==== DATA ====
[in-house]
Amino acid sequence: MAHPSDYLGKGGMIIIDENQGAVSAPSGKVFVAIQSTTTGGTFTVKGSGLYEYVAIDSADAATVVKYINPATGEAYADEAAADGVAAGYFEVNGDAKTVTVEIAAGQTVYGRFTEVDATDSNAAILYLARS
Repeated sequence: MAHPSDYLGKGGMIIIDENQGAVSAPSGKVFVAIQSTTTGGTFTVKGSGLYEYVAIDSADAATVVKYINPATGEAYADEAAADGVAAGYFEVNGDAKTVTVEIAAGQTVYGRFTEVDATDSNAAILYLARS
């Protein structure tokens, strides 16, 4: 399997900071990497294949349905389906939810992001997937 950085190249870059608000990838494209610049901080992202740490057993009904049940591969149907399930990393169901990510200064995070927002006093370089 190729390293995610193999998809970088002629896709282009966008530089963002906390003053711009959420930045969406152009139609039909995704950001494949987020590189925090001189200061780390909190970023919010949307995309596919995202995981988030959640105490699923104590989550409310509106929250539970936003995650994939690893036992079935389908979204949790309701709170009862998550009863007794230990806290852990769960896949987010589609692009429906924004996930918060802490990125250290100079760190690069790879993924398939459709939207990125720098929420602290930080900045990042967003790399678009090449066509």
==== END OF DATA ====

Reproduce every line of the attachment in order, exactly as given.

[in-house]
Amino acid sequence: MAHPSDYLGKGGMIIIDENQGAVSAPSGKVFVAIQSTTTGGTFTVKGSGLYEYVAIDSADAATVVKYINPATGEAYADEAAADGVAAGYFEVNGDAKTVTVEIAAGQTVYGRFTEVDATDSNAAILYLARS
Repeated sequence: MAHPSDYLGKGGMIIIDENQGAVSAPSGKVFVAIQSTTTGGTFTVKGSGLYEYVAIDSADAATVVKYINPATGEAYADEAAADGVAAGYFEVNGDAKTVTVEIAAGQTVYGRFTEVDATDSNAAILYLARS
């Protein structure tokens, strides 16, 4: 399997900071990497294949349905389906939810992001997937 950085190249870059608000990838494209610049901080992202740490057993009904049940591969149907399930990393169901990510200064995070927002006093370089 190729390293995610193999998809970088002629896709282009966008530089963002906390003053711009959420930045969406152009139609039909995704950001494949987020590189925090001189200061780390909190970023919010949307995309596919995202995981988030959640105490699923104590989550409310509106929250539970936003995650994939690893036992079935389908979204949790309701709170009862998550009863007794230990806290852990769960896949987010589609692009429906924004996930918060802490990125250290100079760190690069790879993924398939459709939207990125720098929420602290930080900045990042967003790399678009090449066509």